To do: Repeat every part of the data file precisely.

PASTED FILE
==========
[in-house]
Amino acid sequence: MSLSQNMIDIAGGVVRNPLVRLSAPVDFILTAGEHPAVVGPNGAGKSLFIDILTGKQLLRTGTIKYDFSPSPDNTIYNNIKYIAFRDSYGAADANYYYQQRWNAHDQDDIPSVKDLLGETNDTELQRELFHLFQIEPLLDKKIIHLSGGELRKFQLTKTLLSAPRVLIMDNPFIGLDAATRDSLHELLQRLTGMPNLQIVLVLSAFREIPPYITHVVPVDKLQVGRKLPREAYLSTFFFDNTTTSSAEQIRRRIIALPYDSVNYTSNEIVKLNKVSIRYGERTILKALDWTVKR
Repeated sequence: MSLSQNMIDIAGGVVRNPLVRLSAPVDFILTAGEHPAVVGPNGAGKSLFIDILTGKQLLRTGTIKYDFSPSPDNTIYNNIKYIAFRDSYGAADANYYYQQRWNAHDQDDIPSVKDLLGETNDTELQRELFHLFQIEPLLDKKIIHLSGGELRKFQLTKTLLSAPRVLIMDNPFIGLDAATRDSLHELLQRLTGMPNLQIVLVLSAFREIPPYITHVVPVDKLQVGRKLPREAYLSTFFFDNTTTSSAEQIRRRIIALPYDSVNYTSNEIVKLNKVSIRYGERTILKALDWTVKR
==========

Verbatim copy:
[in-house]
Amino acid sequence: MSLSQNMIDIAGGVVRNPLVRLSAPVDFILTAGEHPAVVGPNGAGKSLFIDILTGKQLLRTGTIKYDFSPSPDNTIYNNIKYIAFRDSYGAADANYYYQQRWNAHDQDDIPSVKDLLGETNDTELQRELFHLFQIEPLLDKKIIHLSGGELRKFQLTKTLLSAPRVLIMDNPFIGLDAATRDSLHELLQRLTGMPNLQIVLVLSAFREIPPYITHVVPVDKLQVGRKLPREAYLSTFFFDNTTTSSAEQIRRRIIALPYDSVNYTSNEIVKLNKVSIRYGERTILKALDWTVKR
Repeated sequence: MSLSQNMIDIAGGVVRNPLVRLSAPVDFILTAGEHPAVVGPNGAGKSLFIDILTGKQLLRTGTIKYDFSPSPDNTIYNNIKYIAFRDSYGAADANYYYQQRWNAHDQDDIPSVKDLLGETNDTELQRELFHLFQIEPLLDKKIIHLSGGELRKFQLTKTLLSAPRVLIMDNPFIGLDAATRDSLHELLQRLTGMPNLQIVLVLSAFREIPPYITHVVPVDKLQVGRKLPREAYLSTFFFDNTTTSSAEQIRRRIIALPYDSVNYTSNEIVKLNKVSIRYGERTILKALDWTVKR